“The observance of Ramadan puts you in a mindset where you think about relationships with others, life, blessings, generosity; it settles you into appreciation,” notes our colleague and Fetzer program officer Mohammed Mohammed.
Through your experience of hunger and thirst, you value things that we often take for granted.
In preparation, during the month leading up to Ramadan (Sha’aban), Mohammed says he and many others fast, which is also a common practice during the month following Ramadan (Shawwal—the winding down).
“It’s a month of ‘inner development’ as we say at Fetzer,” says Mohammed. “You feed your soul during Ramadan.”
Writing about the act of fasting in “The spirit, rituals, and politics of Ramadan,” Mike Ghouse, president of The Foundation for Pluralism explains that “Consciousness of behavior and vigilance over action are the most profound dimensions of fasting:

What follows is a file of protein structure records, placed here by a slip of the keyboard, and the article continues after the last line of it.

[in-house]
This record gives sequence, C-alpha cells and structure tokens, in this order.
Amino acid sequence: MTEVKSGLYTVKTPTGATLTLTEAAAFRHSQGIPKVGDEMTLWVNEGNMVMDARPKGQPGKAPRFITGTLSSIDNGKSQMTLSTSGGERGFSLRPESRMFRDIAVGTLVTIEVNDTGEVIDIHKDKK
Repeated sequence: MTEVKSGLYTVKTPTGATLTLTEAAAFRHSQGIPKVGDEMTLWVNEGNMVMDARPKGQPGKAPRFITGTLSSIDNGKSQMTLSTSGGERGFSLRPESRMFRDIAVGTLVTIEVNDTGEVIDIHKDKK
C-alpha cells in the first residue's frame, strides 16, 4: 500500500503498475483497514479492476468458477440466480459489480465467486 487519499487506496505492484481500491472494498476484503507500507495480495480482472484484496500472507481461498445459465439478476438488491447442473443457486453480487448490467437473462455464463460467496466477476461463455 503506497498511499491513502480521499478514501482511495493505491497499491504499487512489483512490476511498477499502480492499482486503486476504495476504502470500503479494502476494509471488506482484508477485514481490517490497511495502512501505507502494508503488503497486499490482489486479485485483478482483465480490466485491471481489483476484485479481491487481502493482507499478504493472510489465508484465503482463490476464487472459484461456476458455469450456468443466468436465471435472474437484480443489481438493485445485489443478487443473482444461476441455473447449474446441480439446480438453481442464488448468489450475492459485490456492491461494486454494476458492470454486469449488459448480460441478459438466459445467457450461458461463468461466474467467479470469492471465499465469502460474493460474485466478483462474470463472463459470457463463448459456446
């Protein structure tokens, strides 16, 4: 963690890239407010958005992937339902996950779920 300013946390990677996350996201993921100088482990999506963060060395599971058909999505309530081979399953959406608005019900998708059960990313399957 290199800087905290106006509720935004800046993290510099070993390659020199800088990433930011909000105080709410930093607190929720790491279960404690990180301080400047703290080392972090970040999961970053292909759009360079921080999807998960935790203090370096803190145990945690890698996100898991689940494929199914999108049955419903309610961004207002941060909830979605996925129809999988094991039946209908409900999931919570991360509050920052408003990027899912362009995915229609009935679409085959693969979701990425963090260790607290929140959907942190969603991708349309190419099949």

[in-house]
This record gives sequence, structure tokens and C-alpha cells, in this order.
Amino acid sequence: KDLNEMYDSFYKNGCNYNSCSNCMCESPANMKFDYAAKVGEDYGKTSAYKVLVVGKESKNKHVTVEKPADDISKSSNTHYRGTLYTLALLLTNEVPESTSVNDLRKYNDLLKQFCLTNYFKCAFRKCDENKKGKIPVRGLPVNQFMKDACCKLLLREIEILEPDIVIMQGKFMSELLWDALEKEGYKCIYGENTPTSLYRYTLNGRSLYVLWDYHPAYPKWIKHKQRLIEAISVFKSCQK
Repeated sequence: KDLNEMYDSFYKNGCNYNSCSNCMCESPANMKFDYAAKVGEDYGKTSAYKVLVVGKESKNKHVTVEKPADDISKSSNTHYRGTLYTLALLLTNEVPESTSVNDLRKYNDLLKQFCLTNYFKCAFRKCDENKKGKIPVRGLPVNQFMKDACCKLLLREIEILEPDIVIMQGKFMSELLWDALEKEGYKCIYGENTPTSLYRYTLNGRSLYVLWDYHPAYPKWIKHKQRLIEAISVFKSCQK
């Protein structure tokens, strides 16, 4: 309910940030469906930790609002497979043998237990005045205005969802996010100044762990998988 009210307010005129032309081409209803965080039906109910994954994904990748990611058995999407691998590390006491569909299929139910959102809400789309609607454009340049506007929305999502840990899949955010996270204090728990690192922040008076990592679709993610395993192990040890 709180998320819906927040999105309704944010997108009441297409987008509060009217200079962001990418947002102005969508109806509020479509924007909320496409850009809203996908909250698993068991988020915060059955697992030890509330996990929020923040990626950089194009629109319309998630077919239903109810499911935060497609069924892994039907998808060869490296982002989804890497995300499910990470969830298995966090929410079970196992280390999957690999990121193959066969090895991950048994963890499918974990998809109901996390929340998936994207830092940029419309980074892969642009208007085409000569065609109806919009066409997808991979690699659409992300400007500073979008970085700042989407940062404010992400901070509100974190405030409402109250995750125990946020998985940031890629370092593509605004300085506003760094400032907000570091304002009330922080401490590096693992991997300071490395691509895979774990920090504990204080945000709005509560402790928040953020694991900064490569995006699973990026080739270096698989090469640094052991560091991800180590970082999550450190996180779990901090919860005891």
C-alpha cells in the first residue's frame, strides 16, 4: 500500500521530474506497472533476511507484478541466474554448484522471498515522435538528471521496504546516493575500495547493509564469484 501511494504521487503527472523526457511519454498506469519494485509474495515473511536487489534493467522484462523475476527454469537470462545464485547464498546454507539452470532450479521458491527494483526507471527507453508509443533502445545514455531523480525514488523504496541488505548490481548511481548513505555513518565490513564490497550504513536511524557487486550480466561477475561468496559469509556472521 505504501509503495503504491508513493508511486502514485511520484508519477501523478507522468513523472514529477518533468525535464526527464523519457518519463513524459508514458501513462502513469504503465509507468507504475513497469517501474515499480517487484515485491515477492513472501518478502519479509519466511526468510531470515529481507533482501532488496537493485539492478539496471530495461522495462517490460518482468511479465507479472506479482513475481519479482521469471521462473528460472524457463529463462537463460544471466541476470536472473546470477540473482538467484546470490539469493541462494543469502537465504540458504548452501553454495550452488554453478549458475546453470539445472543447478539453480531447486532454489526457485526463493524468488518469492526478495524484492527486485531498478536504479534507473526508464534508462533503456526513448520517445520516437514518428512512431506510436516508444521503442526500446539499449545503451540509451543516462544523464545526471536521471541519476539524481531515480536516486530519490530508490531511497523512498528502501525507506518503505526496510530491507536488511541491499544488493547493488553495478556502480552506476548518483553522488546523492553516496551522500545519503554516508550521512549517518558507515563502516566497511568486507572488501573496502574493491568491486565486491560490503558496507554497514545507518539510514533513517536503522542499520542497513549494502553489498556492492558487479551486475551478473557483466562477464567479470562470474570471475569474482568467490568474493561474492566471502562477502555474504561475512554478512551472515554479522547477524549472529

the fasting of the heart focuses on the attachment to the divine.
That is when Ramadan really becomes a source of peace and solace... True fasting is self-purification; and from this, a rich inner life that brings about values such as justice, generosity, patience, kindness, forgiveness, mercy and empathy—values that are indispensable for the success of the community.”
As Muslims around the world begin the observance of Ramadan, it’s a great opportunity, whatever your religion or spiritual practice, to consider and engage in what helps you (re)discover the sacred, and what opens your heart to others. What practices, rituals, observances help you open to something greater, to fellow beings, and to how we’re inextricably connected?
Read Mike Ghouse's full essay here.